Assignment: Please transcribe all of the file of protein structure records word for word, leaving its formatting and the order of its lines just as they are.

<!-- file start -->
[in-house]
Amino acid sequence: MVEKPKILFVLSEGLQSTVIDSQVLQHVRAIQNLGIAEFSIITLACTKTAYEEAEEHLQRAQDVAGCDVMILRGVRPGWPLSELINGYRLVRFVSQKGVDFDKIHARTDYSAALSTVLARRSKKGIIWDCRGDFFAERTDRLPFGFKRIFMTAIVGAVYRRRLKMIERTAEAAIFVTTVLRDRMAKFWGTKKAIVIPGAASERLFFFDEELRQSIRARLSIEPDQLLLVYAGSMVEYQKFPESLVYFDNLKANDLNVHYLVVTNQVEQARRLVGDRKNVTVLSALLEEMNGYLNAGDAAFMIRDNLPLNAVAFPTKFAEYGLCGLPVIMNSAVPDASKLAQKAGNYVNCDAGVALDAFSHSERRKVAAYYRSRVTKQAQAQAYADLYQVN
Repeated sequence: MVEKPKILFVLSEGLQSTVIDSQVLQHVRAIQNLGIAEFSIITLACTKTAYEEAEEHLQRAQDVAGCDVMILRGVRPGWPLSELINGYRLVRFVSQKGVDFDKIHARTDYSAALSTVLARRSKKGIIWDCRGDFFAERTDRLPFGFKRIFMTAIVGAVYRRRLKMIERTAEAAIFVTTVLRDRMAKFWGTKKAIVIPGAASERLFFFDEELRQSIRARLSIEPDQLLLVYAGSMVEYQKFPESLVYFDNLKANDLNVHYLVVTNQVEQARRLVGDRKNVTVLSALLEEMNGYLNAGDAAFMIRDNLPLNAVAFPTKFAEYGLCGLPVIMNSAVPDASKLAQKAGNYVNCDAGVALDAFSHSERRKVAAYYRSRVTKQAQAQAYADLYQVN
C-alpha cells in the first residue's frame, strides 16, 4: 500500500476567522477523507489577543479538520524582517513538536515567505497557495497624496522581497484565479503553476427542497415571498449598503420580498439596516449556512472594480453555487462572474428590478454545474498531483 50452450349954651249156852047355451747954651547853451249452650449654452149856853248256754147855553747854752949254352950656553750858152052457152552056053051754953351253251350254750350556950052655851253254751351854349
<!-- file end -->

[in-house]
Amino acid sequence: MVEKPKILFVLSEGLQSTVIDSQVLQHVRAIQNLGIAEFSIITLACTKTAYEEAEEHLQRAQDVAGCDVMILRGVRPGWPLSELINGYRLVRFVSQKGVDFDKIHARTDYSAALSTVLARRSKKGIIWDCRGDFFAERTDRLPFGFKRIFMTAIVGAVYRRRLKMIERTAEAAIFVTTVLRDRMAKFWGTKKAIVIPGAASERLFFFDEELRQSIRARLSIEPDQLLLVYAGSMVEYQKFPESLVYFDNLKANDLNVHYLVVTNQVEQARRLVGDRKNVTVLSALLEEMNGYLNAGDAAFMIRDNLPLNAVAFPTKFAEYGLCGLPVIMNSAVPDASKLAQKAGNYVNCDAGVALDAFSHSERRKVAAYYRSRVTKQAQAQAYADLYQVN
Repeated sequence: MVEKPKILFVLSEGLQSTVIDSQVLQHVRAIQNLGIAEFSIITLACTKTAYEEAEEHLQRAQDVAGCDVMILRGVRPGWPLSELINGYRLVRFVSQKGVDFDKIHARTDYSAALSTVLARRSKKGIIWDCRGDFFAERTDRLPFGFKRIFMTAIVGAVYRRRLKMIERTAEAAIFVTTVLRDRMAKFWGTKKAIVIPGAASERLFFFDEELRQSIRARLSIEPDQLLLVYAGSMVEYQKFPESLVYFDNLKANDLNVHYLVVTNQVEQARRLVGDRKNVTVLSALLEEMNGYLNAGDAAFMIRDNLPLNAVAFPTKFAEYGLCGLPVIMNSAVPDASKLAQKAGNYVNCDAGVALDAFSHSERRKVAAYYRSRVTKQAQAQAYADLYQVN
C-alpha cells in the first residue's frame, strides 16, 4: 500500500476567522477523507489577543479538520524582517513538536515567505497557495497624496522581497484565479503553476427542497415571498449598503420580498439596516449556512472594480453555487462572474428590478454545474498531483 50452450349954651249156852047355451747954651547853451249452650449654452149856853248256754147855553747854752949254352950656553750858152052457152552056053051754953351253251350254750350556950052655851253254751351854349